Every so often, a ballplayer or musician will accidentally post their private phone number on Twitter, or perhaps a social-media-savvy celeb like Charlie Sheen will tweet out a buddy's digits as a prank. Hilarity ensues, usually in the form of thousands of text messages, and that person is usually soon the proud owner of a new number.
Aaron Freeman, better known as Gene Ween, did something a little different. When his solo album under his non-Ween name, Marvelous Clouds, came out last week, he posted a phone number on the Internet and invited fans to text him their feedback. More than 2,000 people did.
This seems like a good idea for someone like Gene Ween, who has a relatively small but passionate fan base. Here is a small sampling of the outpouring of love Freeman received:
- "I think my brain just had an orgasm!
- "The new album is amazing. This is truly on par with Nilsson Sings Newman. Beautiful interpretations. Thank you."
- "Great album! Reminds me of a clockwork orange for some reason. Completely enthralling and captivating. Puts me in a better place. Thank you!"
- "I believe this to be one of the greatest things to happen to music in a very long time."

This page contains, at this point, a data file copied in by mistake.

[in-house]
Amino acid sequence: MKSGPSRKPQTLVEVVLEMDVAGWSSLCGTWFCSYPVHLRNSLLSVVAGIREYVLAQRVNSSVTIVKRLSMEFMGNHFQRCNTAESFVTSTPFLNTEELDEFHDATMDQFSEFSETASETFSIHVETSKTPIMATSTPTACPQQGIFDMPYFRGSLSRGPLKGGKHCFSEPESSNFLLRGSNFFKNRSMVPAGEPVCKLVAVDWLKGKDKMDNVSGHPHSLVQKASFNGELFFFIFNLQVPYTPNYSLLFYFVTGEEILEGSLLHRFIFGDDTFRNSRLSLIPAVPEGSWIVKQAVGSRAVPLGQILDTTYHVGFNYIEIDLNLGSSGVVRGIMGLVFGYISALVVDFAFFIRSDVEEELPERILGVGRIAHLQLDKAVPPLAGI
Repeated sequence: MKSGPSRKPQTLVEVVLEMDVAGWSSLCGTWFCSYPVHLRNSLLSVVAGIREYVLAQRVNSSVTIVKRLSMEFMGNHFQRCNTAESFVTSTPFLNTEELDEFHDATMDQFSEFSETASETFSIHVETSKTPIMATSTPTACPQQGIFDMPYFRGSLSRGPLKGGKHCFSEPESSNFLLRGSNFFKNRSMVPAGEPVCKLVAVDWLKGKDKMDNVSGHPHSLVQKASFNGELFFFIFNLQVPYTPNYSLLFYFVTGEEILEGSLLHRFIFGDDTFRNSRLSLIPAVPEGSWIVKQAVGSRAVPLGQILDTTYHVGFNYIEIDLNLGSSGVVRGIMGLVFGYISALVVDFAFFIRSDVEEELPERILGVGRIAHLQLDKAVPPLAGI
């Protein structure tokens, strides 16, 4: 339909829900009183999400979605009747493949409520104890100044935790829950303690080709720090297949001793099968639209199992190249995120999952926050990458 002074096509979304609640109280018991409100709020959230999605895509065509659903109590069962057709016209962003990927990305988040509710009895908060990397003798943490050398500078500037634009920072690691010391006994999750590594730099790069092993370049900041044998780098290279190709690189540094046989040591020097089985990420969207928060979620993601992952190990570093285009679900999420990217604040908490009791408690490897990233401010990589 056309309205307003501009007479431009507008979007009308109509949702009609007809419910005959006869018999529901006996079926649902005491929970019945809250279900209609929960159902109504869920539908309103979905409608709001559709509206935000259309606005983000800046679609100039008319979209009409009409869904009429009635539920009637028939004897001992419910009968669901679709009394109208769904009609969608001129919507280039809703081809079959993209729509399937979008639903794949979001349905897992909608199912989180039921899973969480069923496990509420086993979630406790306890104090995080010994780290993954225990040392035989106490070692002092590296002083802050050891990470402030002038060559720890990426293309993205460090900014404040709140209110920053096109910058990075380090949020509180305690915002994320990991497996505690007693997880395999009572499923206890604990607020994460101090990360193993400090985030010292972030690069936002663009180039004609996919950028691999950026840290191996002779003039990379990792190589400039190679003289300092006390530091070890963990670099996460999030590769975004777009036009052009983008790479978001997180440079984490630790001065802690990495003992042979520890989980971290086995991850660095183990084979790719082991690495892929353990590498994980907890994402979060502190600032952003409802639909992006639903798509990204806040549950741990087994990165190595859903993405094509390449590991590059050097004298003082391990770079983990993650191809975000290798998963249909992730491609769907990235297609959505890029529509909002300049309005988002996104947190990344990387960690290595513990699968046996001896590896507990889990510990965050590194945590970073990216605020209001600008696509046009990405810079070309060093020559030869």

We're just going to assume the number Freeman posted -- 609-542-0751; text him yourself -- is not the same number he uses when he calls his wife to bring home a gallon of milk. (Or some chocolate and cheese, perhaps.)
But what if a more controversial pop star's number ended up on the Internet? Could you imagine the kind of mayhem that would happen if Kanye West did that? Or maybe Scott Stapp of Creed? We'd like to read some of those comments.
Even someone whose thumbs already seem glued to their Twitter accounts, like Nicki Minaj, would probably have all they can handle.
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The branch of the media that loves eccentric pop singer-songwriters (Spin, Paste, Stereogum) is already tripping itself to lavish praise on Marvelous Clouds. Except now they have to get in line.
The album, meanwhile, is a tribute to one of Freeman's heroes, Rod McKuen, the poet, songwriter and composer whose songs were recorded by Perry Como and Frank Sinatra (and a lot more), and whose score for the 1969 Maggie Smith film The Prime of Miss Jean Brodie was nominated for an Oscar.